Women are 22 percent more likely to suffer from covid for a longer period of time than men: study

New York: Women are “significantly” more likely than men to suffer from covid for a longer period of time and will experience significantly different symptoms, a study has found, underscoring an important need for sex-divided research. Long covid is a syndrome in which complications persist for more than four weeks after initial infection with covid-19, […]
 


Women are 22 percent more likely to suffer from covid for a longer period of time than men: study

New York: Women are “significantly” more likely than men to suffer from covid for a longer period of time and will experience significantly different symptoms, a study has found, underscoring an important need for sex-divided research. Long covid is a syndrome in which complications persist for more than four weeks after initial infection with covid-19, sometimes for several months.

 

Researchers from the Johnson & Johnson Office of Health Team’s chief medical officer of the women’s team, which analyzed data from nearly 1.3 million patients, observed that women with chronic covids were presenting a variety of symptoms, including ear, nose, and throat issues. , Mood disorders, neurological, skin, gastrointestinal and rheumatic disorders; As well as fatigue. However, male patients were more likely to experience endocrine disorders such as diabetes and kidney diseases. The researchers noted in the study published in the journal Current Medical Research and Opinion that women are 22 percent more likely than men to develop long-term covid syndrome.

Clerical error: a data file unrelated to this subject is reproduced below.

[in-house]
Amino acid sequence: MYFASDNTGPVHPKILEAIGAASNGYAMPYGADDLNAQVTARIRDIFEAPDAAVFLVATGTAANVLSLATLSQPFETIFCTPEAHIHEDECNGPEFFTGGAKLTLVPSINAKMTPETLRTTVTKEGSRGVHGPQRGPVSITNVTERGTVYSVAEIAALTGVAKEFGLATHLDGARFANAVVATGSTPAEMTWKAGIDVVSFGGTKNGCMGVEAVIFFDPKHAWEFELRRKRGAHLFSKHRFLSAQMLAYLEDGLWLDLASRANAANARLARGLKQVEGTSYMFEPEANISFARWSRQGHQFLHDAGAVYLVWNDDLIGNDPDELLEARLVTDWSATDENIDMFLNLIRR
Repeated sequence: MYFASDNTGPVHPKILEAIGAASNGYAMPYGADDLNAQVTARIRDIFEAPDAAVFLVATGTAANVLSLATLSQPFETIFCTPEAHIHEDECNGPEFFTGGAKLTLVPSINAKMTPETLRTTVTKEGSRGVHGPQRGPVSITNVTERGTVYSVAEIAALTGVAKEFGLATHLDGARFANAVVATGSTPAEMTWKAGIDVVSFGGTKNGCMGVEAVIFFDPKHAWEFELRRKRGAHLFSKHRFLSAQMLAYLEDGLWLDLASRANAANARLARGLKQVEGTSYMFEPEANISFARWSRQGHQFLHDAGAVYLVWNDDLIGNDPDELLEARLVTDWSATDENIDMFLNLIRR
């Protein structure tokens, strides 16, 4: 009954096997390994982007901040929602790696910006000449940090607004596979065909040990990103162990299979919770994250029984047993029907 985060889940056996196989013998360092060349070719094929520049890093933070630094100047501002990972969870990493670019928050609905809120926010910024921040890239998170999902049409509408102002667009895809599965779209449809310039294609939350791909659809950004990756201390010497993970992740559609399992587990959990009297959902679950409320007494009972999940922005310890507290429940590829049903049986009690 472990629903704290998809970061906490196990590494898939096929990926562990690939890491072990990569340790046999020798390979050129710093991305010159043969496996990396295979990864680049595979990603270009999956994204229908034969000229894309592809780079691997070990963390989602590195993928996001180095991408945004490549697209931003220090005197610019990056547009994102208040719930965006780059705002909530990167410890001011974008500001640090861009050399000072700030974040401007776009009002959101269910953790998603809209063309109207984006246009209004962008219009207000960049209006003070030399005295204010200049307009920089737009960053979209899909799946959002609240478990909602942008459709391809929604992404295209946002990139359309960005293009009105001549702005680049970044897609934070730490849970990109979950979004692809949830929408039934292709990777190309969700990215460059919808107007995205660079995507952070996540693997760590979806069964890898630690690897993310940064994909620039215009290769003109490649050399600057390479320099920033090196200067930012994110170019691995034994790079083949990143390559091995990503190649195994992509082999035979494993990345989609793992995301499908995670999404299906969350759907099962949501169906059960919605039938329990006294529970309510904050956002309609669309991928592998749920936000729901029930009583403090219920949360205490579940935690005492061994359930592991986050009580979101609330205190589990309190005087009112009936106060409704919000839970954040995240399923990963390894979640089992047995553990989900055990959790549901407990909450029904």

“Knowledge about the fundamental gender differences that underlie the clinical manifestations, disease progression and health outcomes of COVID-19 is critical for the identification and rational design of effective therapies and public health interventions that have potential differential treatments of both. Responsive and sensitive to needs. gender,” the researchers explained. “Differences in immune system function between women and men may be an important driver of sex differences in chronic COVID syndrome. Females mount more rapid and stronger innate and adaptive immune responses, which may protect them from early infection and severity. However, this same difference may make women more vulnerable to autoimmune-related diseases in the long run,” he said. For the study, the team reviewed 1,393 articles totaling 640,634,

 

In particular, women in certain occupations such as nursing and education may be at higher risk of exposure to the virus, the researchers said. In addition, “there may be inequalities in access to care based on gender that may affect the natural history of disease, leading to greater complications and consequences.”